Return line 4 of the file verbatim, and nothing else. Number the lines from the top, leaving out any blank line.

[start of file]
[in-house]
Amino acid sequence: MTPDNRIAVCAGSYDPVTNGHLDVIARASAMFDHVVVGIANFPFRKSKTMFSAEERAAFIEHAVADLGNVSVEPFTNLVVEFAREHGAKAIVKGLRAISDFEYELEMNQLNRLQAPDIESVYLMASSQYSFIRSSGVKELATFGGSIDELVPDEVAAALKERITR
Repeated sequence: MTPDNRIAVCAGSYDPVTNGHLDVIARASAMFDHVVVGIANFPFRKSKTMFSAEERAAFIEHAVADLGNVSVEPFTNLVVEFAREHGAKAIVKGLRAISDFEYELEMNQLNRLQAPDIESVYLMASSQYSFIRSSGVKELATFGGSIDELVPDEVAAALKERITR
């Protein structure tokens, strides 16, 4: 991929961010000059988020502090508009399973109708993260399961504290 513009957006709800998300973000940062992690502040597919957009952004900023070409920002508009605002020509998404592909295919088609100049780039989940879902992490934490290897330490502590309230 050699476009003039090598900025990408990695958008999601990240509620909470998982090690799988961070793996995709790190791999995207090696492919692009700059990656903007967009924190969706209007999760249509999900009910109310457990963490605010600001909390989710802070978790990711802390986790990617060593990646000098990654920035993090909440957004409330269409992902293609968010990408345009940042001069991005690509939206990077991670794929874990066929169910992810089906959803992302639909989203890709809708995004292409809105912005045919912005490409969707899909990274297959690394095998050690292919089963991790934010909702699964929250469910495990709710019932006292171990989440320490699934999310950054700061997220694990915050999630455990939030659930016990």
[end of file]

């Protein structure tokens, strides 16, 4: 991929961010000059988020502090508009399973109708993260399961504290 513009957006709800998300973000940062992690502040597919957009952004900023070409920002508009605002020509998404592909295919088609100049780039989940879902992490934490290897330490502590309230 050699476009003039090598900025990408990695958008999601990240509620909470998982090690799988961070793996995709790190791999995207090696492919692009700059990656903007967009924190969706209007999760249509999900009910109310457990963490605010600001909390989710802070978790990711802390986790990617060593990646000098990654920035993090909440957004409330269409992902293609968010990408345009940042001069991005690509939206990077991670794929874990066929169910992810089906959803992302639909989203890709809708995004292409809105912005045919912005490409969707899909990274297959690394095998050690292919089963991790934010909702699964929250469910495990709710019932006292171990989440320490699934999310950054700061997220694990915050999630455990939030659930016990």